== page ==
I have been eyeing a family growth ruler for some time now, as a fun way to track our kids’ growth throughout the years. I thought it would be nice to have it on a plank of wood as opposed to a door or wall, so that we could be sure and take it wherever we move to next.
I decided to make my own… mostly because I just didn’t love any of the font choices or layouts I found, but saving on the cost was definitely an added bonus too! Most of these I’ve found on Etsy range between $50-70, with costs that stack up quickly for adding extra names and details. I was able to make mine for less than $20, using a larger piece of wood even.
I searched Pinterest to read up on the different ways that people had successfully made their own. I stumbled upon this post by Cassie at wholefully.com. Her method seemed simple, inexpensive, and like it would work well for my number 1 need to make my own… wanting to choose my own fonts and spacing. The idea of hand painting your own numbers and letters on the ruler might scare some people off, but she offered a great method for creating your own ‘stencil’ with any font you could print.
I changed up quite a few things design wise, but stuck to her general overall advice for prepping the wood. Here are a list of the materials I used for mine and a step by step process from start to finish.
- 1” x 12” x 6’ pine board (Honestly, 1″ x 8″ is a much more commonly used size for these. Or even 1″ x 6″ or 1″ x 10″. Mine is the first one I’ve seen that has been as wide as 12″, but that was another personal preference of mine and a reason I wanted to make my own. We already have a big family, and Lord willing, it might grow even more, so I wanted lots of room for tracking everyone’s height each year! And I also wanted more space between the left side numbers and the right side words. I felt they looked too cluttered on the smaller sizes. But some people don’t even want words on theirs at all, so in that case, smaller may be perfect for you! It would certainly save you a few bucks!)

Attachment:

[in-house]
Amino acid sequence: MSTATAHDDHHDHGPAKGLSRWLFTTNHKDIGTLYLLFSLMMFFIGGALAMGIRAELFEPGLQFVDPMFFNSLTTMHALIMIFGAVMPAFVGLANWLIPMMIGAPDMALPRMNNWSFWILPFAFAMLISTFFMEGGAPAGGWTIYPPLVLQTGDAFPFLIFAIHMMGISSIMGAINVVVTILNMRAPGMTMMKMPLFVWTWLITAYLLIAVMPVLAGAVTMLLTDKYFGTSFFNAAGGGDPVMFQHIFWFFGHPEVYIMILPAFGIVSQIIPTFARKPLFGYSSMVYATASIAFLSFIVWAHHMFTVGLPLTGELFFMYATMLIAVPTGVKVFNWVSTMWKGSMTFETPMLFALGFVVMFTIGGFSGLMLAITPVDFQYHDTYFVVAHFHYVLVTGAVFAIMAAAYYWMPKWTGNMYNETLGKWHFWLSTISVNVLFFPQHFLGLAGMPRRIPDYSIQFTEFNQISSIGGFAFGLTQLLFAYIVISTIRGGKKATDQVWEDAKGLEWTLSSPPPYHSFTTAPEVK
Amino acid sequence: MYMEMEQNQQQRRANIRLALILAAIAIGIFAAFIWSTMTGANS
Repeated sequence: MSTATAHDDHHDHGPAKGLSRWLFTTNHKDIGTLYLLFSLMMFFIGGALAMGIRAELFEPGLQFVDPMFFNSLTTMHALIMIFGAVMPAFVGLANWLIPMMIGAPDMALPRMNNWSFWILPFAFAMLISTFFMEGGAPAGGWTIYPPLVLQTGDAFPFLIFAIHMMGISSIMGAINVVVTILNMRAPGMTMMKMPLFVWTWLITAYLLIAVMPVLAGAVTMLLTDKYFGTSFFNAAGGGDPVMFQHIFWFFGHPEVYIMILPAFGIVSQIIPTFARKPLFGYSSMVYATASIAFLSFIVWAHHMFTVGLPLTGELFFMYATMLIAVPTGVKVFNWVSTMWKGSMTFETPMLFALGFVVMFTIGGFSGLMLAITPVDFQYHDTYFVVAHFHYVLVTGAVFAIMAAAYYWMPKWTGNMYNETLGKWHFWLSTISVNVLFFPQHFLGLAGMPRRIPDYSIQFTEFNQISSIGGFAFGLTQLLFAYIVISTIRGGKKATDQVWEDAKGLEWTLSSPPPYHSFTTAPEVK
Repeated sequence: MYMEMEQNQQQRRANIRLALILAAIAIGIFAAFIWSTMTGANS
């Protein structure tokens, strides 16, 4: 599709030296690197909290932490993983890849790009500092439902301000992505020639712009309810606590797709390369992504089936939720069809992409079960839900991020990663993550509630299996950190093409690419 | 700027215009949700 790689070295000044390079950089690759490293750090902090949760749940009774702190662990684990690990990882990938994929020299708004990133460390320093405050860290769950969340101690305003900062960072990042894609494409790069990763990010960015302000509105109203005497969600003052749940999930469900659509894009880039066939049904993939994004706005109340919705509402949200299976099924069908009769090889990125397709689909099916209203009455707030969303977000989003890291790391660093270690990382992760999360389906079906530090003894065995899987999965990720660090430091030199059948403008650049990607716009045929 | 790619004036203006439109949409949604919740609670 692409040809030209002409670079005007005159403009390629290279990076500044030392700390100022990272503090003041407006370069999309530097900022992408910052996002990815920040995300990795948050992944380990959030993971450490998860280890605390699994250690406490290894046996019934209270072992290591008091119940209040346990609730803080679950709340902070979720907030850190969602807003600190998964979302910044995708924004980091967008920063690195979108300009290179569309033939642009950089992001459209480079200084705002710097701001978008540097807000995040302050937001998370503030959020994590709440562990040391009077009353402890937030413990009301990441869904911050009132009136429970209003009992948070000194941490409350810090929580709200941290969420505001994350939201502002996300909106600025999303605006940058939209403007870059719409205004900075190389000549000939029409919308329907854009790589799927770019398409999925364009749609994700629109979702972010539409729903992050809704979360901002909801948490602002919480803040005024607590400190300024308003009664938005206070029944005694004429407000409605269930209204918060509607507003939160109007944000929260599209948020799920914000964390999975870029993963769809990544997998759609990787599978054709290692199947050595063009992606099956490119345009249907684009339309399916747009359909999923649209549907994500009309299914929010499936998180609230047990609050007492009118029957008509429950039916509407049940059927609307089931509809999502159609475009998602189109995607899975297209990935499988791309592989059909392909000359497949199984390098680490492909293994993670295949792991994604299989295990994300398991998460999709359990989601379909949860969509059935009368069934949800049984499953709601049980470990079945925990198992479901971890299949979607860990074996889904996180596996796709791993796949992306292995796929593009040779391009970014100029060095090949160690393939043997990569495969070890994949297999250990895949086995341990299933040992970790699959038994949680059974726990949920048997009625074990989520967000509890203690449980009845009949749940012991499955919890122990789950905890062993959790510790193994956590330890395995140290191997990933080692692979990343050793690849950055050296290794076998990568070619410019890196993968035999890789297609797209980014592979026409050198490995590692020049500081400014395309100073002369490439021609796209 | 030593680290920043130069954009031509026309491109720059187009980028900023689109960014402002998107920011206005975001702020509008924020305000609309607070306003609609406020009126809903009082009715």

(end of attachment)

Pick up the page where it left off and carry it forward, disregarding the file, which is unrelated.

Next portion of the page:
- Fine grit sandpaper
- Rag or sponge for applying the stain
- Wood stain
- Printer & paper
- Ruler or yardstick
- Acrylic paint (I used black, but use whatever color you want! If you did a dark brown or grey stain, white paint would look great!)
- Thin paint brush
- Spray polyurethane (optional)
- Hanging method (I plan to use 3M command strips)
When shopping for your wood, make sure to choose a piece that isn’t split or warped, because you want it to be able to hang flat against the wall. Also look for a pretty wood grain, because no matter what stain you choose, you’ll be able to see the grain pattern through it. I personally found better luck at Lowe’s over Home Depot this time – and friendlier workers too! I think I was offered help carrying my load to the car about 5 different times, which means I must have looked REALLY pregnant.
My piece of pine ended up being $16, but if you use a smaller size like most do, you’re easily looking at less than $10!
Once you have all your materials, you’ll want to start by lightly sanding the wood in the direction of the grain. It doesn’t take much at all, just make sure it’s nice and smooth. Then use a damp rag to wipe off all the dust. Be sure to let it dry completely before applying the stain.
As far as the stain goes, grab the tiniest can you can find and it’ll still be way more than you need. I spent $3 on a tiny little can and you seriously can’t even tell I used any from it at all. I think I could easily make 20 more rulers from it.
Dab a rag or sponge into the stain and apply it to the wood in the direction of the grain. Let one coat dry completely before applying a second. I applied one coat on each side and edges, then went back to apply a second coat after it had dried. After the first wipe, I immediately realized I preferred just one coat. There was no turning back, so I finished a second coat application on only one side of the ruler. I let it dry completely, then brought it inside and held each side against the wall to see which I preferred. I was right – I preferred the lighter look of just one coat. But you do what you like best – if that’s 4 coats, then do 4 coats!
Now for the fun part! (At least for me)…. Designing your ruler! I probably spent less than 2 hours physically making my ruler, and probably another 2 playing with fonts and layouts. I know, I know… I’m picky in this area. But if I’m going to have something hanging on my wall for the next 20+ years then I want to make sure I’m going to love it, ya know? I didn’t want anything too trendy, because trends change. I just wanted a classic look that would go with any wall color or decor I may have in the future.